Replanting of native plants, 1901!

HAWAIIAN PLANTS WILL BE GROWN AGAIN.

Under the direction of Mr. Haughs, the nurseryman of the government, the planting of Hawaiian plants in the valley of Nuuanu will be attempted, to make that valley verdant once again with native plants, so that it will be just as beautiful as it was fifty or more years ago. These seedlings were sent by Ebena Lo [Eben Low] from his residence at Puuwaawaa, Hawaii, to Commissioner Taylor, those being aaka, holei, aalii, ohia, kolea, opiko, akia, alahee, kauila, uhiuhi, iliahi, lama, and olapa.

It is said that it has been about 50 years that these plants were growing in abundance in Nuuanu Valley, for with the influx of animals and the mass cutting of trees for firewood, the beautiful forest of times gone by became a barren field.

The government will spend a sum of money to grow and foster this new forest, however, we believe that there is no way that the beauty of the forest which God grew originally and which was damaged by man will be attained by this new forest which is intended to be grown.

(Aloha Aina, 12/7/1901, p. 4)

E HOOULU HOU IA ANA NA LAAU HAWAII.

Ke Aloha Aina, Buke VII, Helu 49, Aoao 4. Dekemaba 7, 1901.

We still haven’t learned today what they knew a hundred years ago?

Remember the article on snakes we posted just a couple of weeks ago? Out today is a current related article…

How sad is it when Hawaii already had the answer a hundred years ago, that today, the State of Hawaii doesn’t think keeping alien pests out of Hawaii is important enough to fund! See this article out today by Audrey McAvoy: Alien pests risk fewer inspectors upon entry.

More on fishing laws, 1915.

A LAW PROTECTING FISH IS WANTED.

There was a petition carried around to the citizens of Kaneohe, Heeia, and all the other areas on the Koolau side of the island of Oahu which asks the legislature to pass a law prohibiting the Japanese fishermen from going into those areas with their small-meshed nets and indiscriminately taking all kinds of fish from those waters, so that fish will be left for the people of those Koolau cliffs.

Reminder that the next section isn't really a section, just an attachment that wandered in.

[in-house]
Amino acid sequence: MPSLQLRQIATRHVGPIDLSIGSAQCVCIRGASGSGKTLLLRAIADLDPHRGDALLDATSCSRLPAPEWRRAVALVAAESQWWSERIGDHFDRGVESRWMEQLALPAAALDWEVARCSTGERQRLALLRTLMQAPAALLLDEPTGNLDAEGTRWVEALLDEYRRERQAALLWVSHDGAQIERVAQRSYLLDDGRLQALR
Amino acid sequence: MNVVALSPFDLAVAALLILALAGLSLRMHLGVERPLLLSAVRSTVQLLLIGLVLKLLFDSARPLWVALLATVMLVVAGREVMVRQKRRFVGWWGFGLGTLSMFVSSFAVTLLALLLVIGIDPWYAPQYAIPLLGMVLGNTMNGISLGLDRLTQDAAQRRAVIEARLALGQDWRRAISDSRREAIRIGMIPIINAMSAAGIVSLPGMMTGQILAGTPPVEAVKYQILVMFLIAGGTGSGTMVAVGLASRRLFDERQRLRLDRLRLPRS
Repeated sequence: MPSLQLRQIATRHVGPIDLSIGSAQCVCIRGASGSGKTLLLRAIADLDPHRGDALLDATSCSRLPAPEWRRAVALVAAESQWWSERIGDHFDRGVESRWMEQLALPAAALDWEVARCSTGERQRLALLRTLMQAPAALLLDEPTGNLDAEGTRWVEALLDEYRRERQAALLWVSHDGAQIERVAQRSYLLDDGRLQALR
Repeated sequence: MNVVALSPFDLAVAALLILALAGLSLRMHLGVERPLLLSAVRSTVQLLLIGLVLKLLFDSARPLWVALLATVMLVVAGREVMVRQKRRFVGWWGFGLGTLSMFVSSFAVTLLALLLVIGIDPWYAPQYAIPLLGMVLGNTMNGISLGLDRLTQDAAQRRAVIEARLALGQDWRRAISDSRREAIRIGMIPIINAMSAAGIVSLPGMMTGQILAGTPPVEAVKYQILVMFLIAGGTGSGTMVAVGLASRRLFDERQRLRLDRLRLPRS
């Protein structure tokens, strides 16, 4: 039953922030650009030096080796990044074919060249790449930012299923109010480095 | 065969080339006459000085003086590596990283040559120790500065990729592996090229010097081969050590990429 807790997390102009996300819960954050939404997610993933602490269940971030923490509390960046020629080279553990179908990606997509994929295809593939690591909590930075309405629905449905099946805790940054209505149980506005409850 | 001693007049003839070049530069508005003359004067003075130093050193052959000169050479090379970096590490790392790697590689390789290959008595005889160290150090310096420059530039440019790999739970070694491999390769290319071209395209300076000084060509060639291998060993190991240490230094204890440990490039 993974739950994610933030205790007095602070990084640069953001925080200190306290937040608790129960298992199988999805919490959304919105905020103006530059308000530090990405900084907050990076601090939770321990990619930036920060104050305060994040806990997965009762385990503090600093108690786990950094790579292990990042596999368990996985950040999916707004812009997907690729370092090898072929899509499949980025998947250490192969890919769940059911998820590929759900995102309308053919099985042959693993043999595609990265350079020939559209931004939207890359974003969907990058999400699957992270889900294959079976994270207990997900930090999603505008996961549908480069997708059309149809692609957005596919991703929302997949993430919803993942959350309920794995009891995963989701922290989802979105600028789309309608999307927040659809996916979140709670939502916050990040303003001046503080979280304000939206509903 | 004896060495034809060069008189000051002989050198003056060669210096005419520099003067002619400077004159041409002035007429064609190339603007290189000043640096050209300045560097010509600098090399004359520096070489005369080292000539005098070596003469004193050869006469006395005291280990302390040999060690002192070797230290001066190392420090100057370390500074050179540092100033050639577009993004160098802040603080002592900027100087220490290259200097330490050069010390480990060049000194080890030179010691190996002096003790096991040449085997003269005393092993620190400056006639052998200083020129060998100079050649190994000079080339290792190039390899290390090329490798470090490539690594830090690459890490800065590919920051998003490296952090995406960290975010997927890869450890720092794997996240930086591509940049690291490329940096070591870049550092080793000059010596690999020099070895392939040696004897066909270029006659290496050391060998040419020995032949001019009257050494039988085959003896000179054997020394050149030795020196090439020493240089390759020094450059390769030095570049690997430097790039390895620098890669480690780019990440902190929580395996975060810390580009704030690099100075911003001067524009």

In times past, there was an abundance of fish seen in those waters, and the Hawaiian people of the place were greatly blessed, in that fish were easily caught making life easy because of this bounty of fish; however, these days, it is changed, because with their huge nets which are 600 feet or more long, the Japanese go about, and being that the eyes of their nets are tiny, caught haphazardly are all sorts from big to small; and these day you hardly see fish that were regularly seen before.

Desperately Wanting a Law Passed.

It is hoped by a great number of the people of the (two) Koolau that a law is passed soon by the legislature banning the Japanese from fishing in those waters with nets, because it will save the fish from being wiped out by the Japanese, and fish will be left to propagate for the benefit of the people of the entire island. One very good law being worked on by the legislature, is the limiting of fish prices, because when you observe the selling of fish in fish markets of Honolulu nei these days, the prices are so high that the poor and indigent can’t afford it.

(Kuokoa, 2/19/1915, p. 2)

MAKEMAKE I KANAWAI HOOKAPU I NA I'A

Ka Nupepa Kuokoa, Buke LIII, Helu 8, Aoao 2. Feberuari 19, 1915.

New fishing laws for amaama (mullet), 1911.

Ban on Amaama.

There are many people in this Territory who donʻt know that they have been breaking the law since the first of this month, December; those law breakers are the owners of fish ponds, and those who sell amaama at markets. According to the law passed during this past Legislative Session of 1911, eating of amaama is banned from the 1st of December until the 1st of March.

Therefore, Attorney General Lindsay sent notice to the fish sellers at the markets that the sale of amaama over the counter will not be allowed anymore from next Tuesday on. Both ocean amaama and pond amaama are banned.

With this restriction on amaama during these months, there will be seen fish shortages in town on occasion in the future. It is known that during stormy times and when the sea is rough you canʻt get ocean fish. Amaama is a fish you can get all the time, in good and bad weather, and it is a favorite fish of the people.

This law prohibiting its sale to the public will make it disappear for several months before reappearing again. And dining tables in the upcoming holidays will be without this familiar fish of the land.

(Aloha Aina, 1/23/1911, p. 1)

KAPU KA AMAAMA.

Ke Aloha Aina, Buke XVI, Helu 51, Aoao 1. Dekemaba 23, 1911.